THE ADVENTURE AT THE INN
- The Adventures of Don Quijote | Don Quixote
ONE morning in midsummer, Don Quixote arose very early, long before any one else was awake.
He put on his coat of mail and the old helmet which he had patched with pasteboard and green
He took down the short sword that had been his great-grandfather's,
and belted it to his side. He grasped his long lance. He swung the leather shield upon his shoulder.
Then he went out very quietly by the back door, lest he should awaken his niece or the housekeeper.
He went softly to the barn and saddled his steed. Then he mounted and rode silently away through
the sleeping village and the quiet fields.
He was pleased to think how easily
he had managed things. He was glad that he had gotten away from the house and the village without any unpleasant scenes.
"I trust that I shall presently meet with some worthy adventure," he said to himself.
But soon a dreadful thought came into his mind: He was not a knight, for no
one had conferred that honor upon him; and the laws of chivalry would not permit him to contend in battle with any one of
noble rank until he himself was knighted.
"Whoa, Rozinante!" he said.
"I must consider this matter."
He stopped underneath a tree, and thought
and thought. Must he give up his enterprise and return home?
I shall never do!" he cried. "I will ride onward, and the first worthy man that I meet shall make me knight."
So he spoke cheeringly to Rozinante and resumed his journey. He dropped the
reins loosely upon the horse's neck, and allowed him to stroll hither and thither as he pleased.
"It is thus," he said, "that knights ride out upon their quests. They go where fortune and their
steeds may carry them."
Thus, leisurely, he sat in the saddle, while Rozinante
wandered in unfrequented paths, cropped the green herbage by the roadside, or rested himself in the shade of some friendly
tree. The hours passed, but neither man nor beast took note of time or distance.
shall have an adventure by and by," said Don Quixote softly to himself.
sun was just sinking in the west when Rozinante, in quest of sweeter grass, carried his master to the summit of a gentle hill.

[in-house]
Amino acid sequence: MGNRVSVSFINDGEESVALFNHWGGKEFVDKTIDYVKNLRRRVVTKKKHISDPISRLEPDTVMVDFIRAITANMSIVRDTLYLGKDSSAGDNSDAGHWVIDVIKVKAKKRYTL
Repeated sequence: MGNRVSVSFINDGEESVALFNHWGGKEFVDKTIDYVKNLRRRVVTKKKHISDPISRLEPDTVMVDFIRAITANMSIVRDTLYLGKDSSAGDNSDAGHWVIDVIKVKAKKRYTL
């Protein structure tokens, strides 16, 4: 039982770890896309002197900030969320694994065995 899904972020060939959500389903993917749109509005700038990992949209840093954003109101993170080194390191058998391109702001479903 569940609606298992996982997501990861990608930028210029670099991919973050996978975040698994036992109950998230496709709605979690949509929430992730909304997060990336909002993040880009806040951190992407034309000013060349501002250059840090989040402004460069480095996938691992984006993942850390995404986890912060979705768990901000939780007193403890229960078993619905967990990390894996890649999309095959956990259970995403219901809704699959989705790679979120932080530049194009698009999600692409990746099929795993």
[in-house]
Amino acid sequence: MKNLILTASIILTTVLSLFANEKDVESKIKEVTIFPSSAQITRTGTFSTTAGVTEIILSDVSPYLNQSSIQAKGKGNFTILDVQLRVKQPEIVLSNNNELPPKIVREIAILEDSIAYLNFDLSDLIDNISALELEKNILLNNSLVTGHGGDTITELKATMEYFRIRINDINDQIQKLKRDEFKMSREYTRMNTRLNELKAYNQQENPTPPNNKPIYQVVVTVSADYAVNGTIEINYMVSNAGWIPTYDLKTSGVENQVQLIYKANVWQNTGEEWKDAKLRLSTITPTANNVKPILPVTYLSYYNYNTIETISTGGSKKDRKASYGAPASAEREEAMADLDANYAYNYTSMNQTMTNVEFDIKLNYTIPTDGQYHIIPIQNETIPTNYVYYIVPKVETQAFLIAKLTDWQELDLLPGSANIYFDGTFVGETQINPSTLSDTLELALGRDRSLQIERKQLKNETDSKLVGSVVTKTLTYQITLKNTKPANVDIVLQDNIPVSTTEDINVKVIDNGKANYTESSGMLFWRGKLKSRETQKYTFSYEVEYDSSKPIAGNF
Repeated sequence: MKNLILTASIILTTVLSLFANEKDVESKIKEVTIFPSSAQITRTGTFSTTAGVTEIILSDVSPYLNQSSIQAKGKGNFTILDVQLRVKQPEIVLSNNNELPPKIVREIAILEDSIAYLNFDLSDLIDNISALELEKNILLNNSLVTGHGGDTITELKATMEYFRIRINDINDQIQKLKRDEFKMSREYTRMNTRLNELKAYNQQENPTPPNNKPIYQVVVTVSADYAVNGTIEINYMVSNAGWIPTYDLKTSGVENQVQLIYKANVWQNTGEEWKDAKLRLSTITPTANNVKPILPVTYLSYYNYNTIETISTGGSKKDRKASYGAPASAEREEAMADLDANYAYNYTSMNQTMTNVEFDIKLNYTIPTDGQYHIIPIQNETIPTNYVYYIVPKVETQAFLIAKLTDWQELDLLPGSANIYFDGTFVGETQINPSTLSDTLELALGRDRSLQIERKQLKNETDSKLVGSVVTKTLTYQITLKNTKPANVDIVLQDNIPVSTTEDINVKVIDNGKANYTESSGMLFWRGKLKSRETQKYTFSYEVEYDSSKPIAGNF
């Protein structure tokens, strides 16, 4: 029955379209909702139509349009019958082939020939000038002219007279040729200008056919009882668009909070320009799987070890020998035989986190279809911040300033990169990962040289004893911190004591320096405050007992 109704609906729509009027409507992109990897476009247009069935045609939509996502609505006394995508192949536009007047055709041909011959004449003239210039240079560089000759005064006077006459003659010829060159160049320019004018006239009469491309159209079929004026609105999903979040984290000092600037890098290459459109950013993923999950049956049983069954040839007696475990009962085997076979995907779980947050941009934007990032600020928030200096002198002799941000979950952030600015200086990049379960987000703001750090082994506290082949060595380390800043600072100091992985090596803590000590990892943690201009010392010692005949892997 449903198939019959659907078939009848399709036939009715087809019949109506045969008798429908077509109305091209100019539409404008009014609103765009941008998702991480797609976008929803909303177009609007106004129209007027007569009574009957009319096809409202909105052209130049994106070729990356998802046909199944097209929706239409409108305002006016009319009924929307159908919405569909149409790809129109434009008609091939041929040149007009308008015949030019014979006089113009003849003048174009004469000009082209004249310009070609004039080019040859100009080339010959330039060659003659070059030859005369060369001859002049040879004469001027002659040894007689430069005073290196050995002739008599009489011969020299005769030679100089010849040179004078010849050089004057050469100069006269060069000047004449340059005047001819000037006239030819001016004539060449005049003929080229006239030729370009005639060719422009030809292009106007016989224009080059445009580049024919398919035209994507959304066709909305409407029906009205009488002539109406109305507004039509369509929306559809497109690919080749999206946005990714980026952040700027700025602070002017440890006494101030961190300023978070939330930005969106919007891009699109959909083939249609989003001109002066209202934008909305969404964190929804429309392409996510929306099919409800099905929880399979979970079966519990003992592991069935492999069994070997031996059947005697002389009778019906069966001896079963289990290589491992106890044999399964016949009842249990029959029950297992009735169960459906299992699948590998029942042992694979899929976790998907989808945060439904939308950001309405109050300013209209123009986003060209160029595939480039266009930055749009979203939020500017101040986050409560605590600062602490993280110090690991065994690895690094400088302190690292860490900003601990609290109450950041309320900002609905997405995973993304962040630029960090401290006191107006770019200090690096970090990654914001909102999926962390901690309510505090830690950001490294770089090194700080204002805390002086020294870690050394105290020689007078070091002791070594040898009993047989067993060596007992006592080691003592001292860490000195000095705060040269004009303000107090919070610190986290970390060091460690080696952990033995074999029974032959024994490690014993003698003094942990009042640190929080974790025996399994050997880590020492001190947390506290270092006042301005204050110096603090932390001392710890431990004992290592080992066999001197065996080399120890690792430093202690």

There, in the valley below him, Don Quixote beheld a little inn nestling snugly by the roadside.
"Ha!" he cried. "Did I not say that we should have an adventure?"
He gathered up the reins; he took his long lance in his hand; he struck spurs into his loitering steed, and charged
down the hill with the speed of a plow horse.
He imagined that the inn was a
great castle with four towers and a deep moat and a drawbridge.
At some distance
from the gate he checked his steed and waited. He expected to see a dwarf come out on the wall of the castle and sound a trumpet
to give notice of the arrival of a strange knight; for it was always so in the books which he had read.
But nobody came. Don Quixote grew impatient. At length he urged Rozinante forward at a gentle pace, and was soon
within hailing distance of the inn. Just then a swineherd, in a field near by, blew his horn to call his pigs together.
"Ah, ha!" cried Don Quixote. "There is the dwarf at last. He is blowing his
bugle to tell them that I am coming." And with the greatest joy in the world he rode onward to the door of the inn.
The innkeeper was both fat and jolly; and when he saw Don Quixote riding up, he went out to
welcome him. He could not help laughing at the war-like appearance of his visitor—with his long lance, his battered
shield, and his ancient coat of mail. But he kept as sober a face as possible and spoke very humbly.
"Sir Knight," he said, "will you honor me by alighting from your steed? I have no bed to offer
you, but you shall have every other accommodation that you may ask."
Quixote still supposed that the inn was a castle; and he thought that the innkeeper must be the governor. So he answered in
"Senior Castellano, anything is enough for me. I
care for nothing but arms, and no bed is so sweet to me as the field of battle."
innkeeper was much amused.
"You speak well, Sir Knight," he said.